Just last week, Lagniappe was officially voted in as a member of the Alabama Press Association, joining more than 100 other newspapers serving readers statewide.
Although Lagniappe has been eligible for an associate membership, we wanted to wait to join APA once we had been able to obtain the publications class postal permit required by the organization for full membership.
One of the benefits of membership in APA hopefully will be working with its leadership to point out erosions of press freedoms within the state and trying to get them rectified.
Weld looks to crowdfund
Birmingham’s weekly newspaper, Weld, has announced a new initiative aimed at helping to keep the newspaper free to its readers as well as hopefully putting more journalists to work covering the Magic City.
Weld started roughly five and a half years ago, and much like Lagniappe has seen its role grow from alternative weekly to mainstream news source as The Birmingham News cut publication to just three days a week. But like almost any newspaper these days, attracting the advertising necessary to support coverage of a city and its region hasn’t been easy.
So, recently the publication, now formally rebranded as Weld: Birmingham’s Newspaper, announced a crowdfunding effort called Fourth Check that management hopes will provide the revenue needed to support its public service journalism.
“A core tenet of Weld’s mission is to keep our newspaper free of monetary barriers,” Weld’s co-owner Heather Milam Nikolich said in a press release. “It is very important that our readers have access to the news that affects them. The Fourth Check provides the opportunity for the community to contribute to their local newspaper, allowing Weld to hire more journalists, print more newspapers and expand distribution.”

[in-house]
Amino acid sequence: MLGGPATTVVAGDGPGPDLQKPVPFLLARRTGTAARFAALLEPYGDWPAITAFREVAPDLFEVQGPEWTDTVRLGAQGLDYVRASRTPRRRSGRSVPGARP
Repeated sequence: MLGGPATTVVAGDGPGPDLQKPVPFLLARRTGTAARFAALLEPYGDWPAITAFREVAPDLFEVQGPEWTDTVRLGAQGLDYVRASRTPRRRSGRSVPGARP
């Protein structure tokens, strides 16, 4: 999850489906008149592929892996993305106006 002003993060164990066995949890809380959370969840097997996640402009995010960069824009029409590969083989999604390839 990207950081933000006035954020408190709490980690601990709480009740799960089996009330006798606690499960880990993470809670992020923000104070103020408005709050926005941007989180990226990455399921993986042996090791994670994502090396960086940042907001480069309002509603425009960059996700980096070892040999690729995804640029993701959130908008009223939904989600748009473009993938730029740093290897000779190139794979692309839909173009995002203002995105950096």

The notion of crowdfunding newspapers is not a new or unpopular one in today’s journalistic landscape. Many free distribution newspapers rely on some form of crowdfunding to pay at least part of the bills. Lagniappe’s own Friends With Benefits campaign, started a few years ago, was a crowdfunding effort of sorts. It gave way to offering actual subscriptions and mailed home delivery as a way for readers to help support our local journalism, as well as offering them a level of convenience.
The success of crowdfunding varies from city to city and publication to publication. Some publications, such as New Orleans’ digital investigative newspaper The Lens, have found it tough sledding despite producing high-quality work.
Regardless of whether it is through crowdfunding or subscriptions, as cities have been left in the lurch by conglomerate-owned dailies being folded up or drastically scaled back, the former alternative newspapers trying to fill the news void are increasingly looking to readers who value having a quality newspaper to help share the cost of producing one.
The Grounds announced a partnership with iHeartRadio Gulf Coast for the 63rd annual Greater Gulf State Fair this fall that is intended to support local heroes.
The partnership, “Heroes Among Us,” is aimed at recognizing local heroes. It dovetails with the fair’s overall theme, “Calling All Heroes: From Everyday Heroes to Superheroes.”
The fair will take place at The Grounds Oct. 27 through Nov. 5.
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